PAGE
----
Those who object to the flood relief scheme have managed to put forward the narrative that the project would destroy the city’s quay walls in one fell swoop, hide the River Lee behind vast high walls and destroy amenity along both channels and upriver.
AS narratives go, it is easy to follow and emotive. However, it is simply not true.
Why would Cork City Council, which has done more than any organisation to promote the use of the Lee, be party to blocking the river, limiting its use? Meitheal Mara, the Lee Swim, Ocean to City, Seafest, to name but some, are all supported, funded and marketed by the city council, whose stated aim is to increase recreational use of the river.
Why would the OPW, the stateagency with special responsibility for conservation and the protection of heritage participate in a scheme that is destructive of heritage or history?
The OPW has ensured that the scheme’s design has been informed by comprehensive participation and advice of highly experienced landscape and conservation architects, archaeologists and architectural historians.
The claim that the scheme involves 15km of walls is totally untrue. It is fiction.
There will be no high walls anywhere along the city quays. None.
The majority of quayside parapets will only be to knee height. The highest new defence is lower than a number of the existing quays.
Some of the proposed quayside defences involve demountable barriers that will never be seen except during extreme floods. In many other areas, flood protection is seamlessly integrated into the landscape such that they will not be perceived as flood protection measures at all.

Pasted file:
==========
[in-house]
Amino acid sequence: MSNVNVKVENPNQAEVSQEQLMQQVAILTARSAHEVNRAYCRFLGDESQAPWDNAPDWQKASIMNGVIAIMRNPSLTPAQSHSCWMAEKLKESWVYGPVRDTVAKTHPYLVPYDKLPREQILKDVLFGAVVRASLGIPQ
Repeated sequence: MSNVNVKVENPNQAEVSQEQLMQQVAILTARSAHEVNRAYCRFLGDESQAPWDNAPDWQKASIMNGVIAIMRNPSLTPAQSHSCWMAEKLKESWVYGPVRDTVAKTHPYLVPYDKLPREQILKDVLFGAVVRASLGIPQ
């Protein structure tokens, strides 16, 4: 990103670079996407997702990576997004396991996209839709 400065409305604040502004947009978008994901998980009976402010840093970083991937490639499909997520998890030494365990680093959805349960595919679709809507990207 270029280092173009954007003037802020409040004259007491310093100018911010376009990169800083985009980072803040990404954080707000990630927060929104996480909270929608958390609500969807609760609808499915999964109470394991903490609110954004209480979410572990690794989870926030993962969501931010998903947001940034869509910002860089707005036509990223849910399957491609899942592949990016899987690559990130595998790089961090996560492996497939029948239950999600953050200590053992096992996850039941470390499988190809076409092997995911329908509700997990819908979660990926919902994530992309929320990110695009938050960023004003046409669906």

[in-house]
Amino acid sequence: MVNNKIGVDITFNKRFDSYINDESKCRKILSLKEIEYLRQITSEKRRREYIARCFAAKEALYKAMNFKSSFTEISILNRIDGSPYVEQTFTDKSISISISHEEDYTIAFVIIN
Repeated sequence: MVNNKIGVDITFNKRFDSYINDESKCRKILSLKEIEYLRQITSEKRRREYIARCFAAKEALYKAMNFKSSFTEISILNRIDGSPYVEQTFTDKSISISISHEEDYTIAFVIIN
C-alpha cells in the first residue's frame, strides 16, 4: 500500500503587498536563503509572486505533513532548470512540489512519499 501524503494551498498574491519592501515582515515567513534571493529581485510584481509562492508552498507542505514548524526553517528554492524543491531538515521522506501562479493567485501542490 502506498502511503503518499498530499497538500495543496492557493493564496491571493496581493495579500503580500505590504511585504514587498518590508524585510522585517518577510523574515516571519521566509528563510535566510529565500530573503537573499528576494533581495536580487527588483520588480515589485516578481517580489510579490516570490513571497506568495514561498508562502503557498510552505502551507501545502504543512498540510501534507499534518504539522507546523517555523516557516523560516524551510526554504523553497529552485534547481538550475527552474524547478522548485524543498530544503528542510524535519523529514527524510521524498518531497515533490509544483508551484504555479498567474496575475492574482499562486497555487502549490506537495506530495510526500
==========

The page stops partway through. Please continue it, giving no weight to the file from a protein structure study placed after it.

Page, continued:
The argument that a tidal barrier will solve all Cork’s flooding problems is also untrue.
Whilst a correctly sited and designed tidal barrier could resolve the tidal problem, it would not address the more destructive river flooding problem.
To put this in context, a tidal barrier would have made little difference during the most significant Cork flood in living memory in 2009.
If a tidal barrier were built, river-side defences would still be required through the city to address the problem of river flooding and to reduce the frequency of required closures to acceptable levels. Very detailed consideration of a tidal barrier has been undertaken on the part of the OPW, Cork City Council, and their consultants.
These investigations have involved extensive studies including detailed hydrodynamic modelling, consultation with the Port of Cork, analysis by international experts of issues like navigational safety and ecological impacts in our environmentally protected sites in the harbour.
This analysis confirms that a tidal barrier is neither viable nor appropriate for Cork at this time. If the various initiatives to combat climate change in the coming decades are unsuccessful and if a tidal barrier becomes necessary in the future the currently proposed quayside defences will be an essential component of such a solution.
In contrast, the proposed scheme offers the optimum solution to all flooding issues in Cork for the medium to long term and is the only technically viable and cost- beneficial option which provides the required standard of protection to Cork.
The Lower Lee Flood Relief Scheme has been delayed long enough. It is time to move ahead with it for the sake of those directly and personally affected by flooding and for the sake of the city which needs appropriate infrastructure on which to attract investment, create jobs and build its future. It will be a catalyst for Cork, a city of change.
John Sydenham is commissioner of the Office of Public Works and Ann Doherty is chief executive of Cork City Council.